While you swim in that tsunami of culture-based instruction, let me be for the moment a lonely voice with a different message. I happen to think it’s good news.

I’ll abbreviate it in this way:

Nothing gets wasted.

Now like all attempts to cram truth into an aphorism, this one can be exaggerated and even misdirected until it means the opposite of what I want to communicate. So let me unpack those three words—nothing gets wasted—just a little.

If you engage God’s world with zest and curiosity and delight and discipline, you will be amazed at how much of what you learn comes round to help you out in practical ways when you least expect it. I can’t explain why this should be, other than to say that I suspect the Lord of Creation honors our honoring of his world by making it pay off in ways we could not predict. That’s a theological hunch, but I stand by it.

Now why do I say that this claim comes from a lonely voice?

Because a whole generation of self-designated experts on what education is for will tell you that, especially as adult learners, you know exactly what you want to learn and that what you want to learn is what you should learn.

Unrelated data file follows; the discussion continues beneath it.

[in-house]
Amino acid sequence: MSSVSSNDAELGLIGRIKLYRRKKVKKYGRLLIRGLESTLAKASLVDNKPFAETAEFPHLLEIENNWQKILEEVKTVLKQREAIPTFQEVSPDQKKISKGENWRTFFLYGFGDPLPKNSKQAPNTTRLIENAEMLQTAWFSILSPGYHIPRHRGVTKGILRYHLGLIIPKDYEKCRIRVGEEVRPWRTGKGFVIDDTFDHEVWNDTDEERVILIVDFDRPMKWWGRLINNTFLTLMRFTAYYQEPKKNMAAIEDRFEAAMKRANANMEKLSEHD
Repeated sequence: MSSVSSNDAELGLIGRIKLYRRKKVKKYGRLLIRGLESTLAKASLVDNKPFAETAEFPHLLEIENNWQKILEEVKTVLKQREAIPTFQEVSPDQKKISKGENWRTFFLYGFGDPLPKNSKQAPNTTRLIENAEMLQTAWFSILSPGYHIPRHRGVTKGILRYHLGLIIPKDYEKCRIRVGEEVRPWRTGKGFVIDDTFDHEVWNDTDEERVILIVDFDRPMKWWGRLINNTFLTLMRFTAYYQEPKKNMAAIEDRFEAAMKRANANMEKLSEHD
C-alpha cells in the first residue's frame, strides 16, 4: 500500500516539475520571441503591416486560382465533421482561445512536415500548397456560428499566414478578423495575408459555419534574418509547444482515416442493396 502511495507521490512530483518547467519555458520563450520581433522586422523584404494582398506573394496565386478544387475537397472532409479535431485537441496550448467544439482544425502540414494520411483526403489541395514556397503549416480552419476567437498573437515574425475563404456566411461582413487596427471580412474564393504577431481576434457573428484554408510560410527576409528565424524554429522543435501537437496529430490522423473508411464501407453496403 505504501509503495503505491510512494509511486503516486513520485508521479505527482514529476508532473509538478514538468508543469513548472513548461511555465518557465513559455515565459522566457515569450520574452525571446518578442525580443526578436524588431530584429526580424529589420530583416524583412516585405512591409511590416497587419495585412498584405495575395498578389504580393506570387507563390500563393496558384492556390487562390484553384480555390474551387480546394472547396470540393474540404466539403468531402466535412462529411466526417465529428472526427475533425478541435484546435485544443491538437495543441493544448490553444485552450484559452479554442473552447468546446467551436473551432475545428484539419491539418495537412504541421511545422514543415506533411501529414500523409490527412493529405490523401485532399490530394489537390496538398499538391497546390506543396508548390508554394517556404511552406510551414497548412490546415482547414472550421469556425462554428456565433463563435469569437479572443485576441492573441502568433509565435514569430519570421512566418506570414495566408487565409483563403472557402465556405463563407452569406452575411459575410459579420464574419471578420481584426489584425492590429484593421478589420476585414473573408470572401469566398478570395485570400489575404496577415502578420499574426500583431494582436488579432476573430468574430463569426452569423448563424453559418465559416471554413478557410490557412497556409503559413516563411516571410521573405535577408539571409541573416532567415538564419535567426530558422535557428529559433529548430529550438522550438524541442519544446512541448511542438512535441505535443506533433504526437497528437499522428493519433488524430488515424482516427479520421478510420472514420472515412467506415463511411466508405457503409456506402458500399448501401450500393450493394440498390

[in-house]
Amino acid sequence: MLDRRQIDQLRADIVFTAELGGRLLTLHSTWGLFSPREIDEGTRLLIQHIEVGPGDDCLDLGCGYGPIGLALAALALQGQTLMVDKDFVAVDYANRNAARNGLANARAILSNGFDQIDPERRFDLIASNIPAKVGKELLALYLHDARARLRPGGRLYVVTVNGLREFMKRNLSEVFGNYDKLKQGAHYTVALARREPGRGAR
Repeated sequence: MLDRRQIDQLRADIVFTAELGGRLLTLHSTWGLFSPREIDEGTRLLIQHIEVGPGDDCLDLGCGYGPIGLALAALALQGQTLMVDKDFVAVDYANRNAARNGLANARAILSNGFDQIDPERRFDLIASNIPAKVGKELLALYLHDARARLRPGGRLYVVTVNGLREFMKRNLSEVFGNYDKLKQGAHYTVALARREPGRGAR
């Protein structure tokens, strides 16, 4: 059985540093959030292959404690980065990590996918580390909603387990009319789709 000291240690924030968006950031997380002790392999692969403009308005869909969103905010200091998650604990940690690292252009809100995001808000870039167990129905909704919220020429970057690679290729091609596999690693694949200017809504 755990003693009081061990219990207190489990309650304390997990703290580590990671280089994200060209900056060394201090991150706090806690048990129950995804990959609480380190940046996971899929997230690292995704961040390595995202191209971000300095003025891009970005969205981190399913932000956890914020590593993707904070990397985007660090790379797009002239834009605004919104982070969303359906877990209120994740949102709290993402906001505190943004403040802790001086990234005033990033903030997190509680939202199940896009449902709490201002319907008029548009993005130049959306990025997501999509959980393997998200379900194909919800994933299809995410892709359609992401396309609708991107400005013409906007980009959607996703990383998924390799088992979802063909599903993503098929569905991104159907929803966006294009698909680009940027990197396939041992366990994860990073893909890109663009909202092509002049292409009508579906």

I beg to differ.

I don’t think we know what we should learn. I think that biblical wisdom and popular wisdom and grandparents and Great Books curricula and professors of Latin and math teachers and great magazines (The Atlantic, First Things, The Economist, the late, great Books & Culture …), and all sorts of other sources know that there are things we would never pursue if left to our own devices because the frontiers where our ignorance meets the world are simply unmarked.

A quick decision that ‘I don’t need to learn that!—sometimes articulated with dangerous arrogance as ‘What do I need to learn that for?!’—very easily cuts off our organic development as human beings who lead.

And, please, may I beg you to avoid one stupid statement that you will be tempted to make in your first five years out of LeTorneau University?:

They never taught me how to do this at LeTorneau!

The statement assumes that this university’s job is to teach you how to face every challenge that you will confront five, ten, and thirty years down the road. No competent educator at LeTorneau would ever buy that vision for this school.